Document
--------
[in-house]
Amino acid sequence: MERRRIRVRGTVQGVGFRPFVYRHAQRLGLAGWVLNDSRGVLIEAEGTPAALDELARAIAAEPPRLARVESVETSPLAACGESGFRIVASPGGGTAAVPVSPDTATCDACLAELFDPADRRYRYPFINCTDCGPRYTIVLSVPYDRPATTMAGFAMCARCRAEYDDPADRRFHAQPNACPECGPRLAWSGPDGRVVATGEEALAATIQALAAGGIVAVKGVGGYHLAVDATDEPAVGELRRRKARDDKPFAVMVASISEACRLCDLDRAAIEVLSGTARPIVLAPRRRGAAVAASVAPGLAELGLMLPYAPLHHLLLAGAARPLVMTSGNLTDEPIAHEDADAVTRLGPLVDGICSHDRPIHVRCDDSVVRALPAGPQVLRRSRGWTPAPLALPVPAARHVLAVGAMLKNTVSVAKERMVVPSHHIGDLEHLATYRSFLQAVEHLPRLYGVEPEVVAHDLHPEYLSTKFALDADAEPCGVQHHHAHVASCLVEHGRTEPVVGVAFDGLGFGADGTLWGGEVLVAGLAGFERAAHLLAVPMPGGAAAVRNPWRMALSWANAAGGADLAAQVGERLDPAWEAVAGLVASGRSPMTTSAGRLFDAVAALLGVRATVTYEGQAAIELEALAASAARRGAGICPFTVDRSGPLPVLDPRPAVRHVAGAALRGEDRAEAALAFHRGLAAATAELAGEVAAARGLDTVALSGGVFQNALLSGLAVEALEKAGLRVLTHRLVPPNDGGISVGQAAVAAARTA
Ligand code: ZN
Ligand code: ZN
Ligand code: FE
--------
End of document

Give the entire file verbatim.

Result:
[in-house]
Amino acid sequence: MERRRIRVRGTVQGVGFRPFVYRHAQRLGLAGWVLNDSRGVLIEAEGTPAALDELARAIAAEPPRLARVESVETSPLAACGESGFRIVASPGGGTAAVPVSPDTATCDACLAELFDPADRRYRYPFINCTDCGPRYTIVLSVPYDRPATTMAGFAMCARCRAEYDDPADRRFHAQPNACPECGPRLAWSGPDGRVVATGEEALAATIQALAAGGIVAVKGVGGYHLAVDATDEPAVGELRRRKARDDKPFAVMVASISEACRLCDLDRAAIEVLSGTARPIVLAPRRRGAAVAASVAPGLAELGLMLPYAPLHHLLLAGAARPLVMTSGNLTDEPIAHEDADAVTRLGPLVDGICSHDRPIHVRCDDSVVRALPAGPQVLRRSRGWTPAPLALPVPAARHVLAVGAMLKNTVSVAKERMVVPSHHIGDLEHLATYRSFLQAVEHLPRLYGVEPEVVAHDLHPEYLSTKFALDADAEPCGVQHHHAHVASCLVEHGRTEPVVGVAFDGLGFGADGTLWGGEVLVAGLAGFERAAHLLAVPMPGGAAAVRNPWRMALSWANAAGGADLAAQVGERLDPAWEAVAGLVASGRSPMTTSAGRLFDAVAALLGVRATVTYEGQAAIELEALAASAARRGAGICPFTVDRSGPLPVLDPRPAVRHVAGAALRGEDRAEAALAFHRGLAAATAELAGEVAAARGLDTVALSGGVFQNALLSGLAVEALEKAGLRVLTHRLVPPNDGGISVGQAAVAAARTA
Ligand code: ZN
Ligand code: ZN
Ligand code: FE